Five Steps To Get Your Vacation Policy Into Shape

Understand the distinction between Vacation Time and Vacation Pay

Vacation Time is a period of time off from work.

Vacation Pay is the wages that are payable to an employee during a vacation.

Pursuant to the Ontario Employment Standards Act, 2000 (the “ESA”), an employee who has completed one vacation entitlement year is entitled to
  • Two weeks of Vacation Time and
  • Vacation Pay in the amount of 4% of the wages earned during the vacation entitlement year, excluding Vacation Pay.

An employee becomes entitled to Vacation Time only after he or she completes a vacation entitlement year. By contrast, an employee accrues Vacation Pay starting from his or her first day of employment.

Ensure that your company is calculating Vacation Pay correctly

Because many employers think of vacation as “paid time off work”, it is commonplace for an employer to simply continue paying an employee’s regular salary when he or she is on vacation.

While in many cases such a practice would be in compliance with, or even exceed, the minimum entitlement under the ESA, under certain circumstances it could lead to an employer underpaying Vacation Pay. Under the ESA, “wages” include not only regular salary but also other monies paid to an employee such as:
  • overtime pay
  • public holiday pay
  • allowances for room or board
  • non-discretionary bonuses, the payment of which is related to an employee’s hours of work, productivity or efficiency
  • profit-sharing bonuses
  • commissions

Check that all employees, not just full-time employees, are given Vacation Time

“Our part-time employees don’t get time off. We just pay out their Vacation Pay.”

Regardless of whether an employee is employed on a full-time, part-time, casual, seasonal or fixed-term basis, an employer is required to give him or her two weeks of Vacation Time if the employee completes a vacation entitlement year.

The only exception is where an employee belongs to a category of employees that is specifically exempted by the ESA and its Regulations (e.g., Crown employees, certain professionals and secondary school students performing work under a work experience program authorized by the school board, etc.).

Obtain approvals for agreement to forego Vacation Time

“The employee said that he didn’t want to take vacation and just wanted to be paid Vacation Pay because he needed extra money.”

Under the ESA, an employee cannot simply agree to forego his or her Vacation Time. Such an agreement between an employer and an employee is valid only if it is approved by the Director of Employment Standards.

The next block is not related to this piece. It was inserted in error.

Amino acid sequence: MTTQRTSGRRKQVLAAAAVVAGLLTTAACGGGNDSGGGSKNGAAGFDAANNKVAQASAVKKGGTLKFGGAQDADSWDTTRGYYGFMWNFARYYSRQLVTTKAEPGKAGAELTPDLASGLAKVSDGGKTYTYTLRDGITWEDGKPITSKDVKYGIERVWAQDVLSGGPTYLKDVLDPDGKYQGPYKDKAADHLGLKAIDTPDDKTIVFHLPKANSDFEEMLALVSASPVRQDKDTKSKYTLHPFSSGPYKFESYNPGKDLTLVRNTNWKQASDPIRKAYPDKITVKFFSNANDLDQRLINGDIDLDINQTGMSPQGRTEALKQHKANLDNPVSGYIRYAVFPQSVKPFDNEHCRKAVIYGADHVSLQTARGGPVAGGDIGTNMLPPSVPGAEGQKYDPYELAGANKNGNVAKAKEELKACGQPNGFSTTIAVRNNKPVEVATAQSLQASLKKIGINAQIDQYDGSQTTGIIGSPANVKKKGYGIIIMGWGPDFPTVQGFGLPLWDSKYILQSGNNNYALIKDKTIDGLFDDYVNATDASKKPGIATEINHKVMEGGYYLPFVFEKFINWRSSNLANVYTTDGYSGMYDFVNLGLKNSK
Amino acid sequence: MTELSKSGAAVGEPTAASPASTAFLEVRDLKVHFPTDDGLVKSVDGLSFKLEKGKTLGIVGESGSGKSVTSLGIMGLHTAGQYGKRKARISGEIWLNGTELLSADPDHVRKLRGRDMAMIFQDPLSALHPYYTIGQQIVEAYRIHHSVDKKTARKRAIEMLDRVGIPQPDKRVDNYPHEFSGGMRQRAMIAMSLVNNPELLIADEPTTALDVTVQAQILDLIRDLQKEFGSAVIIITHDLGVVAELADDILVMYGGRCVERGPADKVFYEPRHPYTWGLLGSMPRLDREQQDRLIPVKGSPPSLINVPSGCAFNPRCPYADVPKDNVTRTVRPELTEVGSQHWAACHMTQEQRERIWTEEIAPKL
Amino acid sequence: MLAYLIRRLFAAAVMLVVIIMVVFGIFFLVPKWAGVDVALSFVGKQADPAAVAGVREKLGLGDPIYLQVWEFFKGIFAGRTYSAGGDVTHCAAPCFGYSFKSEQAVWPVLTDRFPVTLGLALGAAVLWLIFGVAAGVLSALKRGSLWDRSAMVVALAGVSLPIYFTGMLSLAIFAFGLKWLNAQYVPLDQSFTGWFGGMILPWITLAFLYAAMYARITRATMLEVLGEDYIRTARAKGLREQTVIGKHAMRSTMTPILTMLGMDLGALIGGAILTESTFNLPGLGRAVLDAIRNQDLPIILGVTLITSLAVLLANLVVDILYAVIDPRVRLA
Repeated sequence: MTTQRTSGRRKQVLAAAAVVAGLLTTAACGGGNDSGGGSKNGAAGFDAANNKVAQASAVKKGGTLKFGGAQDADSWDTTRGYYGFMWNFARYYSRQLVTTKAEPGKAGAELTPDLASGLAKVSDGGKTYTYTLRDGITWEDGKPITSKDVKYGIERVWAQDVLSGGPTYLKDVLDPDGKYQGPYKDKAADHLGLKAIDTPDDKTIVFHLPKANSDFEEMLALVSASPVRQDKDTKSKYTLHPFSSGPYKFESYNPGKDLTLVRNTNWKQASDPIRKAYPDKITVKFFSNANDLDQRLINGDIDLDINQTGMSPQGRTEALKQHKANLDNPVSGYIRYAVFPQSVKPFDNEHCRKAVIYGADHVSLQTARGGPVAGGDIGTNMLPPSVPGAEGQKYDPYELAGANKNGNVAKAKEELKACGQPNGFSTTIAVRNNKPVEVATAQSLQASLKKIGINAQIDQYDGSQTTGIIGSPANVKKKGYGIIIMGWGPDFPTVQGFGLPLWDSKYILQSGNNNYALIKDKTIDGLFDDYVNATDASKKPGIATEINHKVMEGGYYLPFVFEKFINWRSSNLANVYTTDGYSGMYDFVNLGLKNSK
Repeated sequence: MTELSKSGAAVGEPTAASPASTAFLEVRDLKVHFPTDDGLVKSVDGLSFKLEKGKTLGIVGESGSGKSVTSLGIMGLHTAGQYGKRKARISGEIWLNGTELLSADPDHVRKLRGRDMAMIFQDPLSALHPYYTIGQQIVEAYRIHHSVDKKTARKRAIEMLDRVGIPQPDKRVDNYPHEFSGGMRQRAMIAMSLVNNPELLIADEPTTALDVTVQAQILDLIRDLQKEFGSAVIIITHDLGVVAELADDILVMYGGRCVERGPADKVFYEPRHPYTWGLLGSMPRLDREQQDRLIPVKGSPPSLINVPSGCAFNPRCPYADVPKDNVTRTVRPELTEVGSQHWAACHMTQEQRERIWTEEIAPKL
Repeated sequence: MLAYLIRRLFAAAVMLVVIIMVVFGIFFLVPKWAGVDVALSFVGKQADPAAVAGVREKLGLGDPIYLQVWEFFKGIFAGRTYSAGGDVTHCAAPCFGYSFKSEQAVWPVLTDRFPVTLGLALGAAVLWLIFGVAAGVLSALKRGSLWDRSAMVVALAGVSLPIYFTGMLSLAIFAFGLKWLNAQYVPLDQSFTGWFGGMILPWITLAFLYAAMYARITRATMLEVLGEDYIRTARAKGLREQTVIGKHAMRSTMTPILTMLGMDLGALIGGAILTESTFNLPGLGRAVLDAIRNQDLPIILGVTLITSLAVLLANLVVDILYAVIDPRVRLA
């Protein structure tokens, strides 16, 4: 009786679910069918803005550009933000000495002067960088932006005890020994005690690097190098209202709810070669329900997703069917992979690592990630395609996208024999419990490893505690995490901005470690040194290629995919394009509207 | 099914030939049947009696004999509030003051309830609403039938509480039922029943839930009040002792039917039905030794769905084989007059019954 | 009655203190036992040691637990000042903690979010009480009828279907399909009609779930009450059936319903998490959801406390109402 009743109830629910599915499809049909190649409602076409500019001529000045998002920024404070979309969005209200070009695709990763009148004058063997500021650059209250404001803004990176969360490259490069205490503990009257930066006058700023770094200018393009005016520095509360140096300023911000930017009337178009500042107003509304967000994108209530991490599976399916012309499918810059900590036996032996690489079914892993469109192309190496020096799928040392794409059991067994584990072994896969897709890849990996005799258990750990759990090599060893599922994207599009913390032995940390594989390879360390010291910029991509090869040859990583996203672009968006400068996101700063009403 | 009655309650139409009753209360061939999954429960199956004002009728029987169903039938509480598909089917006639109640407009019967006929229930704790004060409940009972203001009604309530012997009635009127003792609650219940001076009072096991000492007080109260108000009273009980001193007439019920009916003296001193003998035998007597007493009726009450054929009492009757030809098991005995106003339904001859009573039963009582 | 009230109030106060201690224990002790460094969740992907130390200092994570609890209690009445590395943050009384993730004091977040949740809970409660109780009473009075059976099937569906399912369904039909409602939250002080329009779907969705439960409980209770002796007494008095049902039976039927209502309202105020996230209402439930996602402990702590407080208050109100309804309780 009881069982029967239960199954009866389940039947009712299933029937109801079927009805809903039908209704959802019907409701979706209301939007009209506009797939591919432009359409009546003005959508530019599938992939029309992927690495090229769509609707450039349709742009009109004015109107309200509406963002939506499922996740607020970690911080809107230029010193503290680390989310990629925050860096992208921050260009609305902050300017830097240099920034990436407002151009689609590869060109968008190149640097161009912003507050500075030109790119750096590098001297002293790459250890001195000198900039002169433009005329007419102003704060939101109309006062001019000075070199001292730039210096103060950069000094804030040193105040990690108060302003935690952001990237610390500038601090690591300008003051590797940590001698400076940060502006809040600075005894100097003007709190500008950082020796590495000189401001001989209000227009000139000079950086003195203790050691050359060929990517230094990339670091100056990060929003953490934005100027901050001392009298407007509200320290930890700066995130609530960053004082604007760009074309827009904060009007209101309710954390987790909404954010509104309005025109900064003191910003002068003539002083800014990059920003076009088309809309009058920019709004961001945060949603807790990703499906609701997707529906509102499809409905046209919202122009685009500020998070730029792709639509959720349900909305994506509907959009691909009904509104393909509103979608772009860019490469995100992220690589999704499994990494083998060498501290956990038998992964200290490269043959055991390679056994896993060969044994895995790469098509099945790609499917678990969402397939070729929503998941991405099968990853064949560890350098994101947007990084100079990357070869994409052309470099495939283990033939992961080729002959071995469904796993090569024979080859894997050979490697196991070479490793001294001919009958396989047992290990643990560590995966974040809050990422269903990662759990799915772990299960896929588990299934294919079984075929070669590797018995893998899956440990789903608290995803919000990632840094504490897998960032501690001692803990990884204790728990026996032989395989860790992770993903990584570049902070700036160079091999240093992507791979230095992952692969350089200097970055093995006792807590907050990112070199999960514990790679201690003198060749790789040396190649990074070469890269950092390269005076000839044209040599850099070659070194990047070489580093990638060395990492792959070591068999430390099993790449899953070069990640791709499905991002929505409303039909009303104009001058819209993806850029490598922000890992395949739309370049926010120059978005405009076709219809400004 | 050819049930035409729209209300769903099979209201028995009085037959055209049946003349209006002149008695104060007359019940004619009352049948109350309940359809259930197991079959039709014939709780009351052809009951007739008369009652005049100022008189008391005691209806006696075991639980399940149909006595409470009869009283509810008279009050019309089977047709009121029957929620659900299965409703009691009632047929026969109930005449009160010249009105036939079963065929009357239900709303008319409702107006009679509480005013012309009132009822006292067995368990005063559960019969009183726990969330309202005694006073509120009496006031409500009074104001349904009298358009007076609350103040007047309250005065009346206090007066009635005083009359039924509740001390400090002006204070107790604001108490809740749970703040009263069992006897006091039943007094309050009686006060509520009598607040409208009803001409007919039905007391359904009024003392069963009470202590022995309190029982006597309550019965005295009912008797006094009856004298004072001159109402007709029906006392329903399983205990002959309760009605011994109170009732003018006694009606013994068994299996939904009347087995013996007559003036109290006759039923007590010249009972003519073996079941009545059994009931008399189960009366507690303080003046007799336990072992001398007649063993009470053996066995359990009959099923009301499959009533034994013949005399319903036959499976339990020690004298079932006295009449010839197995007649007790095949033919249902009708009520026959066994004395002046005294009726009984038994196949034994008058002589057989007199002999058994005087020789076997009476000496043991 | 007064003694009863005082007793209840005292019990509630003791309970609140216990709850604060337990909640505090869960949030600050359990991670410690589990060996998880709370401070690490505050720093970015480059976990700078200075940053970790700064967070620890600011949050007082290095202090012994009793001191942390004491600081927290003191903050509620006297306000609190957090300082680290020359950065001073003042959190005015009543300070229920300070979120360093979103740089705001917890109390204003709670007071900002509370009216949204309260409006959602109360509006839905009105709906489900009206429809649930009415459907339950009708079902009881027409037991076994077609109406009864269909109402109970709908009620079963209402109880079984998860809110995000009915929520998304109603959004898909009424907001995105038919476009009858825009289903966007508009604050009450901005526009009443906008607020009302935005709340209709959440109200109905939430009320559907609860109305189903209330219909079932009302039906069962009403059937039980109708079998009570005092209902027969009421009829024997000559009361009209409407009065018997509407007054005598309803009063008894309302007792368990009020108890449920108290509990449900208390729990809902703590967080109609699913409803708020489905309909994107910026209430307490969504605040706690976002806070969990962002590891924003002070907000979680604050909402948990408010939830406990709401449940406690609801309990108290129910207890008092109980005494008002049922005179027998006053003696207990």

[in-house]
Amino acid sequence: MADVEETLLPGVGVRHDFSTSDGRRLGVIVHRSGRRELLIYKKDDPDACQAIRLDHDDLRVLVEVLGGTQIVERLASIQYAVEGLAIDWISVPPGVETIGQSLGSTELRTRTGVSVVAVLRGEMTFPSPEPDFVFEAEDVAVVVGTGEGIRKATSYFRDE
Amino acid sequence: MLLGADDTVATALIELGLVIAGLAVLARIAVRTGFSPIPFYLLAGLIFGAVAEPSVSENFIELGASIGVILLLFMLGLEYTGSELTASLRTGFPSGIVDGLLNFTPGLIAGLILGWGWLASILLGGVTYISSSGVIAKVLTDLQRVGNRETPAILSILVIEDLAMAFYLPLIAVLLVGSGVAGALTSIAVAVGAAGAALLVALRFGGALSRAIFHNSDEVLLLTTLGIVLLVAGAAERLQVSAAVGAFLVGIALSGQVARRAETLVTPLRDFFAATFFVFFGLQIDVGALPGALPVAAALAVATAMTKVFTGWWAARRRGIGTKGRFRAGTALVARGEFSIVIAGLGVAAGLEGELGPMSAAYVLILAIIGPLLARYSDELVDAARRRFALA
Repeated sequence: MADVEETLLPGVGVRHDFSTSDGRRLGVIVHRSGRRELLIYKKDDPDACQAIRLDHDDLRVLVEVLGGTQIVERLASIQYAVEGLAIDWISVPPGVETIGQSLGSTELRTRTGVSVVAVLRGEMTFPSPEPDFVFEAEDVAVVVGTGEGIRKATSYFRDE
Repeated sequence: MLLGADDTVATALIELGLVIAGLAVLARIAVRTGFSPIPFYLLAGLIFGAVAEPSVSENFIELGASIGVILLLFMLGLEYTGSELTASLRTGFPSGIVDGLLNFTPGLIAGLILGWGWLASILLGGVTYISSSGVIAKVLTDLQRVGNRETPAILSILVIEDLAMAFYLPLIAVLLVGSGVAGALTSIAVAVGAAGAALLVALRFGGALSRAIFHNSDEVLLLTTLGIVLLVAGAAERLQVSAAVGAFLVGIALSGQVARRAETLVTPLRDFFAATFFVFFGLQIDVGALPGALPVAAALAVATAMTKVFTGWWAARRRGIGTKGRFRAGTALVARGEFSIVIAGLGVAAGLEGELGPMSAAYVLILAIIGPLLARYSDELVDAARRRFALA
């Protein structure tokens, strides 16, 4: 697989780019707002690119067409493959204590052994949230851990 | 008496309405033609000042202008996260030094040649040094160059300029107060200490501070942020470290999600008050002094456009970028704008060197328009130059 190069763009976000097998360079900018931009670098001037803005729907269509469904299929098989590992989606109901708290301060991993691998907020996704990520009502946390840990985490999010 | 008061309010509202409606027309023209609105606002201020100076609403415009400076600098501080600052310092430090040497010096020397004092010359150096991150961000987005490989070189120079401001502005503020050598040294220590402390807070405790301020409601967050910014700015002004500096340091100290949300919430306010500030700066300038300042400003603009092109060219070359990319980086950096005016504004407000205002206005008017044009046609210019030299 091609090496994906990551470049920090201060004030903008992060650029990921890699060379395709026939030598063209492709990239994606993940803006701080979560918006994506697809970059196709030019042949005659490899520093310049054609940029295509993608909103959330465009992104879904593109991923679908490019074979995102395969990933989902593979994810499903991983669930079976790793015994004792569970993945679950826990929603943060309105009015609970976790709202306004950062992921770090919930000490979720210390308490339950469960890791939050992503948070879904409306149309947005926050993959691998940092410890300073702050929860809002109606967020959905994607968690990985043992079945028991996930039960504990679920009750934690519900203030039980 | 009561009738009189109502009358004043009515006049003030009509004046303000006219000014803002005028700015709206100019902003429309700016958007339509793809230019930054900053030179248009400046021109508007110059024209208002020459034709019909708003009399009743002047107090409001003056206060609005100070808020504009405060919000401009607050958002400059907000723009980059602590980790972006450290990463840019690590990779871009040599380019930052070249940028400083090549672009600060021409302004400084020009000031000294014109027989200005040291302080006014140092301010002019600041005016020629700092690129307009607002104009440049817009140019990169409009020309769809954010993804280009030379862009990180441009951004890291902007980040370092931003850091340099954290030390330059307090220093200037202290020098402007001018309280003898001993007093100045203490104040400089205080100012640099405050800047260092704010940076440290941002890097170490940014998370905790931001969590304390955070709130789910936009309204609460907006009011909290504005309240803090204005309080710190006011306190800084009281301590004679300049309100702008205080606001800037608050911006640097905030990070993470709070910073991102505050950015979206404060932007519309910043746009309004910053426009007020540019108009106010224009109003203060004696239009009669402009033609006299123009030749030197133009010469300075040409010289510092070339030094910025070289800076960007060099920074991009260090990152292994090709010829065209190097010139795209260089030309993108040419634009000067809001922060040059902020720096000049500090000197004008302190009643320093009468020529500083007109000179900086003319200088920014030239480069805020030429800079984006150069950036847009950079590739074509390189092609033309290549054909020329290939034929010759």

An employer must pay an employee his or her Vacation Pay even if the employee has chosen to forego Vacation Time pursuant to a valid agreement.

Keep accurate records of Vacation Time and Vacation Pay

The ESA requires an employer to keep the following records for each vacation entitlement year for at least three years:
  • the amount of Vacation Time earned and taken
  • the balance of Vacation Time not taken
  • the amount of Vacation Pay paid
  • the wages on which Vacation Pay was calculated and the period of time to which the wages relate

Furthermore, an employer should keep accurate records of Vacation Time and Vacation Pay for other, practical reasons.

If the employer is unable to produce records that satisfy the Ministry of Labour that Vacation Time and/or Vacation Pay were in fact given to the employee, the Ministry of Labour may choose to accept the employee’s allegations and make an order against the employer. Therefore, keeping accurate records not only ensures statutory compliance but also protects the employer’s interests in the event that a dispute arises.

About the author - Sherrard Kuzz LLP is one of Canada's leading employment and labour law firms representing the interests of employers, unionized and non-unionized. Sherrard Kuzz operates in both the public and private sectors. by is your source for information about Canadian Labour and Employment law.

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